Easter is such a special time of year. It’s so much fun coloring eggs with children or grandchildren – but it’s often then a challenge to figure out ways to eat the eggs. So I was pleased to find a recipe for Eggs with Asparagus in a hundred-year-old cookbook.
The Eggs with Asparagus is a classic recipe with the asparagus topped with chopped hard-boiled eggs embedded in a white sauce.
1 bunch asparagus (about 1 pound), cut into 1-inch pieces
1 cup water
1/2 teaspoon salt
2 tablespoons butter
2 tablespoons flour
1/2 cup heavy cream
2 hard-boiled eggs, finely chopped
Put the asparagus, salt, and water in a saucepan, and bring to a boil using high heat; reduce heat and simmer until tender (about 3 minutes). Remove from heat and drain, reserve the water that was used for cooking.
Meanwhile in another saucepan, melt the butter. Stir the flour and pepper into the butter. While stirring constantly, slowly pour in the water that was used for cooking the asparagus and the cream; bring to a boil using medium heat while stiring constantly. Stir in the chopped eggs (reserve a small amount of the yolk for garnish). Remove from heat and pour over rthe cooked asparagus. Garnish with the chopped egg yolk.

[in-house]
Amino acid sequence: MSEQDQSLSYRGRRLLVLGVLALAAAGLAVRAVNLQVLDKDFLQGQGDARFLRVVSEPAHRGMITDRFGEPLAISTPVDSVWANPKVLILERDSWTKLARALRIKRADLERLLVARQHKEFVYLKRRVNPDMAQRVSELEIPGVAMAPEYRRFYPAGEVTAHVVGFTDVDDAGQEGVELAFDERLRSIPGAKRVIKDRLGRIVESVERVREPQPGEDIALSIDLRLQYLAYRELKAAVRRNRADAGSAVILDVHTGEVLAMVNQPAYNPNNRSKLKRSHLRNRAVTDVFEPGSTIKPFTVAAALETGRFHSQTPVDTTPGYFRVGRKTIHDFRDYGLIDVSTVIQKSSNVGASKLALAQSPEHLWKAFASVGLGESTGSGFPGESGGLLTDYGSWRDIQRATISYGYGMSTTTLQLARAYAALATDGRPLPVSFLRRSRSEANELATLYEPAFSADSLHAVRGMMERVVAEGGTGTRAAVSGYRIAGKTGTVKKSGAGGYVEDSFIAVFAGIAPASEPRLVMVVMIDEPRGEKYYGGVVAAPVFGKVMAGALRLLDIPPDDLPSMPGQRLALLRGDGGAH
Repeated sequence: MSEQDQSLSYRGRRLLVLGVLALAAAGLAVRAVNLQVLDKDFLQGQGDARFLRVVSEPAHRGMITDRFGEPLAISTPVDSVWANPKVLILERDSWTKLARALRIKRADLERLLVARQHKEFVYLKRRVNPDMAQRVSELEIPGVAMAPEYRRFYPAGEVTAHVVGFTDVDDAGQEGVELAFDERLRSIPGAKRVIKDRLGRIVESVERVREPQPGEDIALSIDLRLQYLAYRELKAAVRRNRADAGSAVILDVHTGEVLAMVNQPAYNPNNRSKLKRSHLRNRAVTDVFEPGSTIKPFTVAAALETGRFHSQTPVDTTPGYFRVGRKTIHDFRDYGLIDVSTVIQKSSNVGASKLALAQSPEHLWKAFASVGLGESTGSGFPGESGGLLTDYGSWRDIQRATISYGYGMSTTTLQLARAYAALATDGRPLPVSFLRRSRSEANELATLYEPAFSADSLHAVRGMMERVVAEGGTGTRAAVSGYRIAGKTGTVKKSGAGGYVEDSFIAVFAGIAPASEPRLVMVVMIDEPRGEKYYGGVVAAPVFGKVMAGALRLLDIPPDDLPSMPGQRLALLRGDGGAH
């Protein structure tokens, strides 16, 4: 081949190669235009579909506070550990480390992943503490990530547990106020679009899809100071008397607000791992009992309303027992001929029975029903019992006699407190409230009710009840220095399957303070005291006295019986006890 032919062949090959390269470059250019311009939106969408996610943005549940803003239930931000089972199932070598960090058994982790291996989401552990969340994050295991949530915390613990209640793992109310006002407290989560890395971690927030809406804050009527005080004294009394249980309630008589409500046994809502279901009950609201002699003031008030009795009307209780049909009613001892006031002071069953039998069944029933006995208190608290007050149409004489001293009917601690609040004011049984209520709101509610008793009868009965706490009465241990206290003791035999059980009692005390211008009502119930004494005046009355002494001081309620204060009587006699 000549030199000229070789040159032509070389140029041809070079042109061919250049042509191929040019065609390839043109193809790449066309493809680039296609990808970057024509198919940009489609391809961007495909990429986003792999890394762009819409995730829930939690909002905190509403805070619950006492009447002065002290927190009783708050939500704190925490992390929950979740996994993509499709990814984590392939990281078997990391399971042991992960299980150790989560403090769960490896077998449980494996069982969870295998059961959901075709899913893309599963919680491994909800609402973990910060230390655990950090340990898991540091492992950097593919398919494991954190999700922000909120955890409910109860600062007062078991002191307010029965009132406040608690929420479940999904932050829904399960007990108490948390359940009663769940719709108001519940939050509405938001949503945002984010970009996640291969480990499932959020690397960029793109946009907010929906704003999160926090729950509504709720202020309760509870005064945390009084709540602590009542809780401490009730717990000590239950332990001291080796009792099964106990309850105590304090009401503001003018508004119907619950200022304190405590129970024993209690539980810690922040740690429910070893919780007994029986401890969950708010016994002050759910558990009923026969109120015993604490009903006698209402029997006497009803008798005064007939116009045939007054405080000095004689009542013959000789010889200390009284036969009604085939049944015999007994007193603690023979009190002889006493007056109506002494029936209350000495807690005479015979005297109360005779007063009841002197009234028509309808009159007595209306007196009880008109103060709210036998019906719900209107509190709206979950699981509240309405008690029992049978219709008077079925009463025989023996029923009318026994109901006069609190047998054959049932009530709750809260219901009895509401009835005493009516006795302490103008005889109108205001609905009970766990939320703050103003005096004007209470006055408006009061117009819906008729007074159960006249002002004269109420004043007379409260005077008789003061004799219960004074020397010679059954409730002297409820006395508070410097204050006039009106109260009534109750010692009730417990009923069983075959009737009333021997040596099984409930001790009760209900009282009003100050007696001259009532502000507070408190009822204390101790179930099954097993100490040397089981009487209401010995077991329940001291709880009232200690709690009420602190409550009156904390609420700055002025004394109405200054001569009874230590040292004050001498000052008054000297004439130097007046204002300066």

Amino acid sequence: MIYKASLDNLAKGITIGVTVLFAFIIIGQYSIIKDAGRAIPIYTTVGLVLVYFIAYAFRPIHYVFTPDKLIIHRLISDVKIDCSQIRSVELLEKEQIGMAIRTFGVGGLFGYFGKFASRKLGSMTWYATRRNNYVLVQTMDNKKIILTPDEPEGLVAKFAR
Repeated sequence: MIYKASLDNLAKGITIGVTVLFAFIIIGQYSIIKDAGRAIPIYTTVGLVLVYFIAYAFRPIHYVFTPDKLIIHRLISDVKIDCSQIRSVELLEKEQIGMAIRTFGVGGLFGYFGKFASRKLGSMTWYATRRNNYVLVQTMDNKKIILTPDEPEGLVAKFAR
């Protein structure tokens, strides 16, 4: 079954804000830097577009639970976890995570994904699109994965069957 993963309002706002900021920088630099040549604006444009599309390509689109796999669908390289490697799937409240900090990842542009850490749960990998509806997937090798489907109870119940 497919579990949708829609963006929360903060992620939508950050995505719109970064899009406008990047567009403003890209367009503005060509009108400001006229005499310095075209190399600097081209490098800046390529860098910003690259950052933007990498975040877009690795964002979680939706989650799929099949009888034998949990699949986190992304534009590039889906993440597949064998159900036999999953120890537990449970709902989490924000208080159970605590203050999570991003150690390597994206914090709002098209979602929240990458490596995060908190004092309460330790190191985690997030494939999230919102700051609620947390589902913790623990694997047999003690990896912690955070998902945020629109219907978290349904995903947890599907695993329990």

Until I saw a fish availability calendar in a 1923 cookbook, I never thought about the seasonal variation in when various types of fish can be purchased. In today’s world, where fresh fish are sometime shipped across hemispheres and previously frozen fish are sometimes thawed and sold as “fresh,” is there much seasonal variability?
I recently came across a cookbook published in 1923 called The Calorie Cook Book. In the Introduction it says:
This book has been made for the use of those people who wish to eat properly and really don’t know how. . .
We Americans have bolted and stuffed rich food for so long that it is amazing how very few of us know how to stop or what to do, when the family physician, treacherously upheld by our own inner selves, demands a change in the catch-as-catch-can style of eating we have so long enjoyed.
Based on the title and the book’s introduction, I assumed that the recipes would be for healthy low-calorie foods. But the first page I flipped to proved that my assumption was wrong:
The recipe for Date Pudding said it was delicious, but that reducers should be beware. The recipe was not for them. I was intrigued. The author must think that a recipe is really good when deciding to put a high-calorie recipe in a low-calorie cookbook. So, before I knew it, I decided to ignore the warning and make Date Pudding.
The Date Pudding was delightful. Beaten egg whites gave the pudding a nice texture, and the dates and walnuts blended nicely for just the right balance of sweetness and crunchiness. I served the Date Pudding with whipped cream, which made it even more delicious and decadent.
This recipe called for “English walnuts” to distinguish them from “black walnuts.” Today, English walnuts are generally just called walnuts.